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Origin Africa 2015 Seminar Highlight - Opportunities & Challenges to AGOA Extension – The Next 10 Years.

Published on October 28, 2015

Trade shows are invaluable for creating networking opportunities and business linkages that lead to increased investment and sales. Good trade shows also offer educational opportunities. The Hub helped kick off the Origin Africa 2015 trade show seminar series by joining a panel of representatives from the private sector to discuss Opportunities & Challenges to AGOA Extension – The Next 10 Years.

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Panelist Roy Ashurt, Phillips Van Heusen (PVH) Africa and the Middle East Hub Leader, addresses seminar attendees

An Overview

The AGOA effect – "Since AGOA introduction (2000), trade between Africa and the U.S. has grown by 300 percent," said panel moderator Lilowtee Rajmun, from the Mauritius Export Association. She emphasized that this is two-way trade, the U.S. to Africa and Africa to the U.S.

First takeway - AGOA is promoting trade, but, until now, not necessarily investment

The game changer - In June 2015, the U.S. Government renewed AGOA for an unprecedented 10 years. Furthermore, they tied the third country fabric provision to the renewal. The end result: investor confidence.

“The recent 10-year AGOA extension provides greater certainty for African producers and U.S. buyers about access to the U.S. market and creates a stable environment that encourages increased investment in sub-Saharan Africa,” said U.S. Ambassador to Ethiopia Patricia Haslach during the Origin Africa 2015 official opening.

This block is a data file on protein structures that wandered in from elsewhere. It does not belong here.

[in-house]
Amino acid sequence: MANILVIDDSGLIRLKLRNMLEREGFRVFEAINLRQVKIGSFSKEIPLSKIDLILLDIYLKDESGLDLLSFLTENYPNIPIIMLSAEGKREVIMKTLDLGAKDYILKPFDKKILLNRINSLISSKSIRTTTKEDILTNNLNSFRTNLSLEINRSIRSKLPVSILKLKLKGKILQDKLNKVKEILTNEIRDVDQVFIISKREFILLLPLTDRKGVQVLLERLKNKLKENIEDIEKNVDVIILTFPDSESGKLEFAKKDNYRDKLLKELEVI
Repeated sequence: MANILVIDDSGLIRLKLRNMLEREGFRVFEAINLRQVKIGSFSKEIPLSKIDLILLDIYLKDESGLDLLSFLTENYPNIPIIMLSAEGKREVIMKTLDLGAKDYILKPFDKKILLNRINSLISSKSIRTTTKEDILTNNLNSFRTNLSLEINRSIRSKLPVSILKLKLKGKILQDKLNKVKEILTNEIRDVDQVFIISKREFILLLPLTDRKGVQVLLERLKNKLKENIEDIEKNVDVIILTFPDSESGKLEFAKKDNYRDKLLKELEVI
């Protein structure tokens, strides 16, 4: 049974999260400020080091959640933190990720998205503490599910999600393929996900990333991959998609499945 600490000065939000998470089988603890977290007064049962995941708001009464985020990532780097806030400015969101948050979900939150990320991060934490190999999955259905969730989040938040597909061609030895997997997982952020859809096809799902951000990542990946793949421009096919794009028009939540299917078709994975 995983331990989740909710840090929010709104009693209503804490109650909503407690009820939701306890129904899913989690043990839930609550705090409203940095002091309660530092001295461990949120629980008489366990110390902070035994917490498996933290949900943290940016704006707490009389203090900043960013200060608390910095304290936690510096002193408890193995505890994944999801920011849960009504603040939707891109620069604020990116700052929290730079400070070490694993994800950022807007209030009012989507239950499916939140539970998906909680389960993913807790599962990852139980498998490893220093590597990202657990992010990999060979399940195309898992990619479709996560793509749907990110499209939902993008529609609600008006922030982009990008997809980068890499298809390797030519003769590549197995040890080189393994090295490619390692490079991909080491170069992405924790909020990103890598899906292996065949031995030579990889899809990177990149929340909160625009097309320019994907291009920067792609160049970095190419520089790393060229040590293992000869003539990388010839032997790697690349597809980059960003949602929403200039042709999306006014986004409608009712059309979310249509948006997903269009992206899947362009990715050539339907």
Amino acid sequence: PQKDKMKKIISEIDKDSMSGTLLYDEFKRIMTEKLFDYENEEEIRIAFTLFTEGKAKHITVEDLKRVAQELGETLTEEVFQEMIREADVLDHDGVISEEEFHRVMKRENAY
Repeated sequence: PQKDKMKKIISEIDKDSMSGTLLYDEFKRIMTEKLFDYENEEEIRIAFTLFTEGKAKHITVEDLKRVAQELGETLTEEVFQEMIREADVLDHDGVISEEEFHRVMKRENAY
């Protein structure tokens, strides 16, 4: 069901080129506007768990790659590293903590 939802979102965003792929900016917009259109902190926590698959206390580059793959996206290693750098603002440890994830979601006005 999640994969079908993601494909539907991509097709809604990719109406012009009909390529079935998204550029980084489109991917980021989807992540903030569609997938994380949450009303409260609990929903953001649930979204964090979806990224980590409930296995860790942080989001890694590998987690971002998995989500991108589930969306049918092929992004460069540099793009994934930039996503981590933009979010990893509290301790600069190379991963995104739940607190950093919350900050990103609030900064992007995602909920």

Panelist Roy Ashurt, Phillips Van Heusen (PVH) Africa and the Middle East Hub Leader, couldn’t agree more.

"Africa has it all, people, resources (with the cheapest electricity in the world in Ethiopia*), and tremendous support from governments. "The ten-year extension opens up the potential for a sustainable apparel and textile industry – to be compliant and competitive,” said Ashurst.

*Electricity per kilowatt hour in Ethiopia is just $0.05. China’s can be as much as double.

The question mark – TPP, the Trans-Pacific Partnership, a proposed trade agreement among twelve Pacific Rim countries.

All the panelists highlighted the unknown aspects of TPP, specifically details, timing and likelihood.  Panelist Bob Berg, Senior Sales Manager for Sourcing at Magic (the premier apparel trade show in the U.S.) presented a slide of what we know about TPP. The slide was blank.

Second takeaway – Despite the unknown nature of TPP, all panelists agreed that now is the time for Africa to secure its supply chains, with greater vertical integration, and reduce its lead times.

Mr. Ashurst addressed the seminar attendees,

"Encourage your suppliers to invest in Africa – Africa can become a world leader not only in cost, but in lead time and also sustainability and compliance."